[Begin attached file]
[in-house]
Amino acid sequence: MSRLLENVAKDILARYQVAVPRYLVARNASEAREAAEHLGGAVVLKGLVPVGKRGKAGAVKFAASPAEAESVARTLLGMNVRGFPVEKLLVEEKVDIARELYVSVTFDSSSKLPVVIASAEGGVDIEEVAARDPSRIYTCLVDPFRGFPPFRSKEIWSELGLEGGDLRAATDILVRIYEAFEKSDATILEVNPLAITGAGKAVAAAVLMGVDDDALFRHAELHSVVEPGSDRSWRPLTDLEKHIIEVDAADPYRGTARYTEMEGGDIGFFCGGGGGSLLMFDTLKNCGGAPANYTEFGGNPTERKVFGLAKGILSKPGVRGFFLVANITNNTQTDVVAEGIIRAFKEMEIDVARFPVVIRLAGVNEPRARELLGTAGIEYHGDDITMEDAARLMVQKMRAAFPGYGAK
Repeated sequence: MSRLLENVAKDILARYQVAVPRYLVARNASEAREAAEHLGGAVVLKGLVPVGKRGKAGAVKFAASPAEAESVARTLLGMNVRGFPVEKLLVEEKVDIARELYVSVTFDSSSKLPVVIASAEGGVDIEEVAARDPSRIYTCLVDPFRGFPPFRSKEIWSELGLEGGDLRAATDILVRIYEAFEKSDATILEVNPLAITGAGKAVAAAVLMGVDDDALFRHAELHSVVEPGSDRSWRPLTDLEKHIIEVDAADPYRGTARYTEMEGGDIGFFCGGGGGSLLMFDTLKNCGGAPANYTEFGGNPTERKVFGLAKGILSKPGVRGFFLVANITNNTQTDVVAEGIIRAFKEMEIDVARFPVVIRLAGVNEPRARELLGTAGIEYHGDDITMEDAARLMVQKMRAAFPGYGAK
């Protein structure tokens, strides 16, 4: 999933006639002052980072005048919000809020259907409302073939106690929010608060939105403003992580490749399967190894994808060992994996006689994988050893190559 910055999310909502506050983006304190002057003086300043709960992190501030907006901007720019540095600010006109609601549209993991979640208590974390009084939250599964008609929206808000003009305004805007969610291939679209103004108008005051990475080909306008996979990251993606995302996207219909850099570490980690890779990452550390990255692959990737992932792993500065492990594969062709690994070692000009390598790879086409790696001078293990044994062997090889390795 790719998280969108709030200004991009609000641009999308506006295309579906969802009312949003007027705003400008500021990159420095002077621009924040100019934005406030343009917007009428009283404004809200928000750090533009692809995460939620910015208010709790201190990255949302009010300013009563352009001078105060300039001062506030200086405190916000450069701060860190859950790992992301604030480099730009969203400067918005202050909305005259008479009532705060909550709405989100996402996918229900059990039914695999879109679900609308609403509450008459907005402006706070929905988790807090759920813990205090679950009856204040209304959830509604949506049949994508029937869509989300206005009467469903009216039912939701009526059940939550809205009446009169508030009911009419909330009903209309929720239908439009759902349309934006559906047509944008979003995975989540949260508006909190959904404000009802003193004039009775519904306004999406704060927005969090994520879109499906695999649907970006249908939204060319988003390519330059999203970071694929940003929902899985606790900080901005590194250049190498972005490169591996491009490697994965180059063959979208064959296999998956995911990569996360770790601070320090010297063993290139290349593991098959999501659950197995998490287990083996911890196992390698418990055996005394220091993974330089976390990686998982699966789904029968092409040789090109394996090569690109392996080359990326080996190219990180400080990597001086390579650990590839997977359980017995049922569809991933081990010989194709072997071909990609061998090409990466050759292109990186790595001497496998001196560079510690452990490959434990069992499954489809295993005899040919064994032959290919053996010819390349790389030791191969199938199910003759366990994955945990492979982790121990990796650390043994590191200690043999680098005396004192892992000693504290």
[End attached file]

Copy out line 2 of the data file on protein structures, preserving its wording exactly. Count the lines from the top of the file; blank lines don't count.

Amino acid sequence: MSRLLENVAKDILARYQVAVPRYLVARNASEAREAAEHLGGAVVLKGLVPVGKRGKAGAVKFAASPAEAESVARTLLGMNVRGFPVEKLLVEEKVDIARELYVSVTFDSSSKLPVVIASAEGGVDIEEVAARDPSRIYTCLVDPFRGFPPFRSKEIWSELGLEGGDLRAATDILVRIYEAFEKSDATILEVNPLAITGAGKAVAAAVLMGVDDDALFRHAELHSVVEPGSDRSWRPLTDLEKHIIEVDAADPYRGTARYTEMEGGDIGFFCGGGGGSLLMFDTLKNCGGAPANYTEFGGNPTERKVFGLAKGILSKPGVRGFFLVANITNNTQTDVVAEGIIRAFKEMEIDVARFPVVIRLAGVNEPRARELLGTAGIEYHGDDITMEDAARLMVQKMRAAFPGYGAK